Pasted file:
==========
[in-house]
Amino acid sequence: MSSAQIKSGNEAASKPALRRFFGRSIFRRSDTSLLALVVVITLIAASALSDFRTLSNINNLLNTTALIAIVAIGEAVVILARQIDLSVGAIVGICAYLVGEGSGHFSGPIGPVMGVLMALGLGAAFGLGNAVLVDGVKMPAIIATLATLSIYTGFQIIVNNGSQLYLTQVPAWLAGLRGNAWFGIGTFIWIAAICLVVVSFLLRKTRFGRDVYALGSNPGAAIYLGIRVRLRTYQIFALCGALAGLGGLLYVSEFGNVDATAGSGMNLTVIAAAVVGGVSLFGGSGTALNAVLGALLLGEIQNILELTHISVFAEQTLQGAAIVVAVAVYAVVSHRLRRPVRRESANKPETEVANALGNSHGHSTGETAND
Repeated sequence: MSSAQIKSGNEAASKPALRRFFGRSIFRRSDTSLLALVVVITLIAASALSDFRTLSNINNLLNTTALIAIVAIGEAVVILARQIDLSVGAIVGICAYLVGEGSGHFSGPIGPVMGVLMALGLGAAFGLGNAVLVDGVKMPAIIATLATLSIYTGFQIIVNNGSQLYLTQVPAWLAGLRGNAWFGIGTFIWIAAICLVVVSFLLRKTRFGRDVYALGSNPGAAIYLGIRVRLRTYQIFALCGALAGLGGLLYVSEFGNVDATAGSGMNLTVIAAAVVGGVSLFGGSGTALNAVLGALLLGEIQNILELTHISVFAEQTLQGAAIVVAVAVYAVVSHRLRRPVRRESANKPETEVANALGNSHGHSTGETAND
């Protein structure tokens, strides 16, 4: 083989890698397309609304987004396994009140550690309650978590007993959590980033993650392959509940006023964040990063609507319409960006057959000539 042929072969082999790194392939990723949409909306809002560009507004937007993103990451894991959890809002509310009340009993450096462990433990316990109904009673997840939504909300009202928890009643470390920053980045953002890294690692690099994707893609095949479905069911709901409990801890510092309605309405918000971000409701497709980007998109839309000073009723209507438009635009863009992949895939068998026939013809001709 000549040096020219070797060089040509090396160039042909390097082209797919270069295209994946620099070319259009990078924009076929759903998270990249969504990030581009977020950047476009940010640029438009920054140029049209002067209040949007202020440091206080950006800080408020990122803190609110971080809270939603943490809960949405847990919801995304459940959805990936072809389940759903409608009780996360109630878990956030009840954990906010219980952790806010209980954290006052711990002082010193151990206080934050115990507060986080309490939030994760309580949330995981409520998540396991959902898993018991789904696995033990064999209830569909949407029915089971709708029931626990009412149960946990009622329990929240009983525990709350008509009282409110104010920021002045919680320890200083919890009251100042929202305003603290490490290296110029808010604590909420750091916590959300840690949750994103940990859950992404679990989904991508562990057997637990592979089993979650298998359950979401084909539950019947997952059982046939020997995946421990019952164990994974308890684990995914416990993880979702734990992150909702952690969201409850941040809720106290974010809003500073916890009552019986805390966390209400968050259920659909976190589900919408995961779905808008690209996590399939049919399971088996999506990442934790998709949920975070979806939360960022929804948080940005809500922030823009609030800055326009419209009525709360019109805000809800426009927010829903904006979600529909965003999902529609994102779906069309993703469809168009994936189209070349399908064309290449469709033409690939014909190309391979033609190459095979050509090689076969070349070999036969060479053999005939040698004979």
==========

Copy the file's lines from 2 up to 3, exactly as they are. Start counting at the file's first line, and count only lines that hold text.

Amino acid sequence: MSSAQIKSGNEAASKPALRRFFGRSIFRRSDTSLLALVVVITLIAASALSDFRTLSNINNLLNTTALIAIVAIGEAVVILARQIDLSVGAIVGICAYLVGEGSGHFSGPIGPVMGVLMALGLGAAFGLGNAVLVDGVKMPAIIATLATLSIYTGFQIIVNNGSQLYLTQVPAWLAGLRGNAWFGIGTFIWIAAICLVVVSFLLRKTRFGRDVYALGSNPGAAIYLGIRVRLRTYQIFALCGALAGLGGLLYVSEFGNVDATAGSGMNLTVIAAAVVGGVSLFGGSGTALNAVLGALLLGEIQNILELTHISVFAEQTLQGAAIVVAVAVYAVVSHRLRRPVRRESANKPETEVANALGNSHGHSTGETAND
Repeated sequence: MSSAQIKSGNEAASKPALRRFFGRSIFRRSDTSLLALVVVITLIAASALSDFRTLSNINNLLNTTALIAIVAIGEAVVILARQIDLSVGAIVGICAYLVGEGSGHFSGPIGPVMGVLMALGLGAAFGLGNAVLVDGVKMPAIIATLATLSIYTGFQIIVNNGSQLYLTQVPAWLAGLRGNAWFGIGTFIWIAAICLVVVSFLLRKTRFGRDVYALGSNPGAAIYLGIRVRLRTYQIFALCGALAGLGGLLYVSEFGNVDATAGSGMNLTVIAAAVVGGVSLFGGSGTALNAVLGALLLGEIQNILELTHISVFAEQTLQGAAIVVAVAVYAVVSHRLRRPVRRESANKPETEVANALGNSHGHSTGETAND